31. ^ "United States Mint Releases William Howard Taft Presidential $1 Coin Products July 9". US MMint. 2 July 2013. Retrieved 30 April 2014. 
  32. ^ "Woodrow Wilson Presidential $1 Coin Products Available October 17". US Mint. 10 October 2013. Retrieved 30 April 2014. 
  33. ^ "United States Mint Set to Release Warren G. Harding Presidential $1 Coin Products Feb. 6". US Mint. 30 January 2014. Retrieved 30 April 2014. 
  34. ^ a b c d https://www.usmint.gov/about_the_mint/index.cfm?action=productionFigures&presYear=2014&reportSelected#starthere&CFID=40816377&CFTOKEN=29683469
  35. ^ "United States Mint Set to Release Calvin Coolidge Presidential $1 Coin Products April 10". United States Mint. 4 April 2014. Retrieved 30 April 2014. 
  36. ^ "Herbert Hoover Presidential $1 Coin Available June 19". United States Mint. 12 June 2014. Retrieved 1 September 2014. 
  37. ^ "Franklin D. Roosevelt Presidential $1 Coin Product Options Available August 28". United States Mint. 21 August 2014. Retrieved 1 September 2014. 
  38. ^ 31 U.S.C. § 5112(o)(5)(A) says:
  39. ^ U.S. Mint: First Spouse Program. Accessed 2008-06-27. "The United States Mint also produces and make available to the public bronze medal duplicates of the First Spouse Gold Coins."
  40. ^ a b Gilkes, Paul (2009-02-16). "First Spouse medals set holds Adams mule". Coin World 50 (2549): 1. "Some collectors have begun receiving a First Spouse medal mule - a piece bearing the obverse for Abigail Adams and a reverse intended for the Louisa Adams medal. The mules surfaced in some of the 2007 First Spouse sets..." 
  41. ^ a b "United States Mint Offers First Spouse Coins" (Press release). United States Mint. 2007-05-10. Retrieved 2010-12-04.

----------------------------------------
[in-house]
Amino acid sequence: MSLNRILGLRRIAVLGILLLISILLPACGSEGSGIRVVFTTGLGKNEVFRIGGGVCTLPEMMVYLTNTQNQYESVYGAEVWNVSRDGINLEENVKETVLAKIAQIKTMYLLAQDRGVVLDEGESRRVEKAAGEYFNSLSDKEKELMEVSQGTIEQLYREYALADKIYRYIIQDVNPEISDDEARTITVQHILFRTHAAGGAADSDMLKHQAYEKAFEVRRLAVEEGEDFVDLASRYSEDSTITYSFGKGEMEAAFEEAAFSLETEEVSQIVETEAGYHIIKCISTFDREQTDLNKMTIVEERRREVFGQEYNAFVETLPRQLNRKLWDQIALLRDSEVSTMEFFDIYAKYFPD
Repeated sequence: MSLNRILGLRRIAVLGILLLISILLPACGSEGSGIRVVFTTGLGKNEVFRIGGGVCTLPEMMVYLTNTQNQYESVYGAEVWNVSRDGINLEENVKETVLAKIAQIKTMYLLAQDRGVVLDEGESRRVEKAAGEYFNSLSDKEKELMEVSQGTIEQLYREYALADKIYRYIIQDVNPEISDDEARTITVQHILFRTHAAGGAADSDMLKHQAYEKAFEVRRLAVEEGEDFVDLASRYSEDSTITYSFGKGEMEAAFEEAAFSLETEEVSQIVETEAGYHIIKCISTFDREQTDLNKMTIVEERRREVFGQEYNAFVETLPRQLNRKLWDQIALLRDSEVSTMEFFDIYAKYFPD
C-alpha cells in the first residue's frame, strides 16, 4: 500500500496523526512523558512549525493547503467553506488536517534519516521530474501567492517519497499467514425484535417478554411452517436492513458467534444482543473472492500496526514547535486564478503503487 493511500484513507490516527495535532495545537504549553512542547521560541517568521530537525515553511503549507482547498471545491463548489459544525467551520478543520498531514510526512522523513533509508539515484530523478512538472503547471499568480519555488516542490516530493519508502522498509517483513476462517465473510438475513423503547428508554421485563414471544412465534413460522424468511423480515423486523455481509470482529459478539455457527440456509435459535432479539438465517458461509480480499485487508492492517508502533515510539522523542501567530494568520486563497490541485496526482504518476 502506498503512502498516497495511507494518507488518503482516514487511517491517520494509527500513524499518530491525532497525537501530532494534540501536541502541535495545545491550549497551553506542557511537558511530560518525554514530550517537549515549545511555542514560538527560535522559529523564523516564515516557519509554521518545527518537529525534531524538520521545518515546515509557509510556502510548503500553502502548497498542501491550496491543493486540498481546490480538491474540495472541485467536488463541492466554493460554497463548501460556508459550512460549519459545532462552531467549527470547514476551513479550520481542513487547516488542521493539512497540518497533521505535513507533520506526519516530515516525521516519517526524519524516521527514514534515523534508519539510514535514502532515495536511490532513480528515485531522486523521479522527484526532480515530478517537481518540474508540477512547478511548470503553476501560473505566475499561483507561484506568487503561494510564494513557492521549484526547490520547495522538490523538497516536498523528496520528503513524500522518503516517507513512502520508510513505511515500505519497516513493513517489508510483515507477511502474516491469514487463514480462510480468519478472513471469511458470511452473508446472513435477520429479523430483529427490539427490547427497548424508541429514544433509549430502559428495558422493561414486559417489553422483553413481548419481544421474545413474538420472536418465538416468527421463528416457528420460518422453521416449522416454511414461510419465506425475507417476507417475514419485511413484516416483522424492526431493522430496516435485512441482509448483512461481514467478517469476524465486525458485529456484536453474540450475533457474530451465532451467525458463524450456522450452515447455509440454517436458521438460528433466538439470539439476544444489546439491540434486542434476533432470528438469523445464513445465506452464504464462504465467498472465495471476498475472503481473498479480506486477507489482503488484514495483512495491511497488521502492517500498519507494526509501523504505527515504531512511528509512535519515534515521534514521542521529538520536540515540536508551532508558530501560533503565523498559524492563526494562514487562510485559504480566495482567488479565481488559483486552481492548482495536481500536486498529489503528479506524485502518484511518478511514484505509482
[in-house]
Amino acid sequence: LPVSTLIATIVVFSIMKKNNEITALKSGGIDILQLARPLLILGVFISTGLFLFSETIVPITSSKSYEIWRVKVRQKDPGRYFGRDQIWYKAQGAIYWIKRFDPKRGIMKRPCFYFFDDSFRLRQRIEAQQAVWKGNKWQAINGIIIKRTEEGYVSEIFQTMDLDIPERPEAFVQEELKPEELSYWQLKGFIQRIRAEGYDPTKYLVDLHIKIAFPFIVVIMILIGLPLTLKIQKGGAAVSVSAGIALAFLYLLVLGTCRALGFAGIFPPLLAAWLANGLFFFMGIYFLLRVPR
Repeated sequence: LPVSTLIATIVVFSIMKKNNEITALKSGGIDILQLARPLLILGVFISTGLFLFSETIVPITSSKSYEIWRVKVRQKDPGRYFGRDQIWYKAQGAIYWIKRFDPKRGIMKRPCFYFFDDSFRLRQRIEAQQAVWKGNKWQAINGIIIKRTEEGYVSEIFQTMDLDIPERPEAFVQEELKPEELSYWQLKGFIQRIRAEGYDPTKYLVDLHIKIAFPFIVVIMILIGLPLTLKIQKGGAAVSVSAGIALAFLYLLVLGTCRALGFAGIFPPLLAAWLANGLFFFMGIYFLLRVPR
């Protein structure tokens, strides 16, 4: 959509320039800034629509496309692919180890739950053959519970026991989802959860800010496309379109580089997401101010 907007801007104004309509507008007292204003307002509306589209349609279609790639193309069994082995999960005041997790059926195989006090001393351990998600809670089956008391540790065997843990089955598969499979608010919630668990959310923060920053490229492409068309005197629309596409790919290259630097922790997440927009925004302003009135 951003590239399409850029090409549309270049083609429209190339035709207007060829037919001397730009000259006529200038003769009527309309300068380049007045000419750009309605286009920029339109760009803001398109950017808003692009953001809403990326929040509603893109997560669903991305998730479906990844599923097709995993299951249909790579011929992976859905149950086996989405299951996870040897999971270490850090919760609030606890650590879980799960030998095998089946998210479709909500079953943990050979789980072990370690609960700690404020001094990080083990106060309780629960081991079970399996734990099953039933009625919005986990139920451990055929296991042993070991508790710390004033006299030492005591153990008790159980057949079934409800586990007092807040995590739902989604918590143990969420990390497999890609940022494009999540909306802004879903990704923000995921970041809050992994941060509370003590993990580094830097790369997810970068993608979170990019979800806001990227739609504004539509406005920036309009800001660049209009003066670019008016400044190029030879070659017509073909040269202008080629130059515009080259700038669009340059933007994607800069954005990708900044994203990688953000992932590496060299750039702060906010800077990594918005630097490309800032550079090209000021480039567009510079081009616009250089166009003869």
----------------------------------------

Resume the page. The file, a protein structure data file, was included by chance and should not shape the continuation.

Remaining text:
42. ^ "Thomas Jefferson's Liberty First Spouse Gold Coin Available August 30" (Press release). United States Mint. 2007-08-13. Retrieved 2010-12-04. 
  43. ^ "United States Mint Offers Dolley Madison First Spouse Gold Coins November 19" (Press release). United States Mint. 2007-11-15. Retrieved 2010-12-04. 
  44. ^ "Elizabeth Monroe First Spouse Gold Coin Available February 28" (Press release). United States Mint. 2008-02-27. Retrieved 2010-12-04. 
  45. ^ "Louisa Adams First Spouse Coin and Medal Available May 29" (Press release). United States Mint. 2008-05-27. Retrieved 2010-12-04. 
  46. ^ "Andrew Jackson’s Liberty First Spouse Gold Coin and Medal Available August 28" (Press release). United States Mint. 2008-08-21. Retrieved 2010-12-04. 
  47. ^ "Martin Van Buren’s Liberty First Spouse Gold Coin Available November 25" (Press release). United States Mint. 2008-11-26. Retrieved 2010-12-04. 
  48. ^ a b "United States Mint Releases Anna Harrison First Spouse Gold Coin March 5" (Press release). United States Mint. 2009-02-25. Retrieved 2010-12-04. 
  49. ^ "Letitia Tyler First Spouse Gold Coin and Medal Available July 2" (Press release). United States Mint. 2009-07-02. Retrieved 2010-12-04. 
  50. ^ "Julia Tyler First Spouse Gold Coin and Medal Available August 6" (Press release). United States Mint. 2009-07-28. Retrieved 2010-12-04.